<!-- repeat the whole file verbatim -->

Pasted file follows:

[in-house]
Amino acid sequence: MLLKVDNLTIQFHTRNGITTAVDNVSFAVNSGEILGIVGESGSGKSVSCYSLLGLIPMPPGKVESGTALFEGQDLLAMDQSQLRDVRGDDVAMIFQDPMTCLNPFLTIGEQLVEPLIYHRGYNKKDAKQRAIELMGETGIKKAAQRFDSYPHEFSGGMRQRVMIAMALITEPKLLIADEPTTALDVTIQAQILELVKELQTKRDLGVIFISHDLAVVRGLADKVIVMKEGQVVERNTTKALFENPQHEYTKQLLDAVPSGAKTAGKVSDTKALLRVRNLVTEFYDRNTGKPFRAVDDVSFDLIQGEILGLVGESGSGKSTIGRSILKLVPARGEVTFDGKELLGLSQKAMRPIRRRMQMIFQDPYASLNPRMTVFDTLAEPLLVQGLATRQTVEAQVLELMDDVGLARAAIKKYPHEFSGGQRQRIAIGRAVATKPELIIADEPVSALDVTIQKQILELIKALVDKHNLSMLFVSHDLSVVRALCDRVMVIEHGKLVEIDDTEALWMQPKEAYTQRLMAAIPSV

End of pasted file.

[in-house]
Amino acid sequence: MLLKVDNLTIQFHTRNGITTAVDNVSFAVNSGEILGIVGESGSGKSVSCYSLLGLIPMPPGKVESGTALFEGQDLLAMDQSQLRDVRGDDVAMIFQDPMTCLNPFLTIGEQLVEPLIYHRGYNKKDAKQRAIELMGETGIKKAAQRFDSYPHEFSGGMRQRVMIAMALITEPKLLIADEPTTALDVTIQAQILELVKELQTKRDLGVIFISHDLAVVRGLADKVIVMKEGQVVERNTTKALFENPQHEYTKQLLDAVPSGAKTAGKVSDTKALLRVRNLVTEFYDRNTGKPFRAVDDVSFDLIQGEILGLVGESGSGKSTIGRSILKLVPARGEVTFDGKELLGLSQKAMRPIRRRMQMIFQDPYASLNPRMTVFDTLAEPLLVQGLATRQTVEAQVLELMDDVGLARAAIKKYPHEFSGGQRQRIAIGRAVATKPELIIADEPVSALDVTIQKQILELIKALVDKHNLSMLFVSHDLSVVRALCDRVMVIEHGKLVEIDDTEALWMQPKEAYTQRLMAAIPSV